Study: Men Don’t Want To Use Reusable Shopping Bags For Fear Of Looking Gay

Study: Men Don’t Want To Use Reusable Shopping Bags For Fear Of Looking Gay

Are you male? Do you still fork out 15 cents for the shopping bags when doing the groceries at Woolies or Coles? Well, according to a new study you may be struggling with your masculinity.

The study, by Penn State University, has found that men don’t like using reusable shopping bags for a fear of looking “gay”.

According to the study’s author, the University’s Professor of psychology Janet Swim, men can be unwilling to perform environmentally friendly tasks if they’re perceived as “gendered”, such as bringing your own bags to buy groceries.

According to the goodly Professor, there can be “subtle, gender-related consequences when we engage in various pro-environmental behaviours”.

Swim added: “People may avoid certain behaviours because they are managing the gendered impression they anticipate others will have of them. Or they may be avoided if the behaviours they choose do not match their gender.”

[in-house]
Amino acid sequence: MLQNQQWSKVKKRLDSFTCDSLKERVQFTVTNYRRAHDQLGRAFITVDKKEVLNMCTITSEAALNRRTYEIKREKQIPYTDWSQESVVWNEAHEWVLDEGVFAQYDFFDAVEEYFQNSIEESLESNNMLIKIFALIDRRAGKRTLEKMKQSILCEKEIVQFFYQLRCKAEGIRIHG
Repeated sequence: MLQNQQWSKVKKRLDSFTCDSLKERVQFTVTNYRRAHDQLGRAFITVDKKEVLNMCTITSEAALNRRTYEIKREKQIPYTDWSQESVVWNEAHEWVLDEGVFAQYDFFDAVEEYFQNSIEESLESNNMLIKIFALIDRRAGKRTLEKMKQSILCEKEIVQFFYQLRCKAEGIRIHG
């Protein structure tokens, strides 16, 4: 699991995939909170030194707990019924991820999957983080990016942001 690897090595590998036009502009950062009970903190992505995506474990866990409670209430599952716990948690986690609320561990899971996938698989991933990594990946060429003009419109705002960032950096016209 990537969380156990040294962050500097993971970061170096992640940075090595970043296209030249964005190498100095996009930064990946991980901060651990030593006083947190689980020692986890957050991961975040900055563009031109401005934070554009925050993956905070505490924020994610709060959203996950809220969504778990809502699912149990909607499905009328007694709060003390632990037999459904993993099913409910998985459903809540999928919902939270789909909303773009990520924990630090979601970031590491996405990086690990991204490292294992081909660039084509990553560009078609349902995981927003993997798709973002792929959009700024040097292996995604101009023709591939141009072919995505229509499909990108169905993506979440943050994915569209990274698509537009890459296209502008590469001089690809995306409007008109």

The study used 960 participants who had to rate everyday fictional experiences out of a score of 10 as to whether they saw them as more masculine or more feminine.

According to the results, things such as recycling or using reusable shopping bags were regarded as very feminine. Pursuits such as fixing a broken window or door were considered masculine. While paying bills or turning off the air-conditioner were considered gender neutral.

The study then found that males who engaged in the more feminine pursuits were seen to have had an “uncertain heterosexual identity”.

People who engaged in gender-incongruent green behaviours were “rated as less likely to be heterosexual”.

The study also found that women who engaged in more masculine behaviours were “gender bending women” who were often “avoided by men”.

It added that this phenomenon appears to be driven by men’s “discomfort engaging with a woman who is not clearly heterosexual”.

But apparently the study wasn’t all about overly masculine men refusing to bring their own bags to Coles.

As Swim concluded: “Activists, policymakers, and practitioners working to engage in, and promote, pro-environmental behaviours may wish to take into account pressures to conform to gender roles.”





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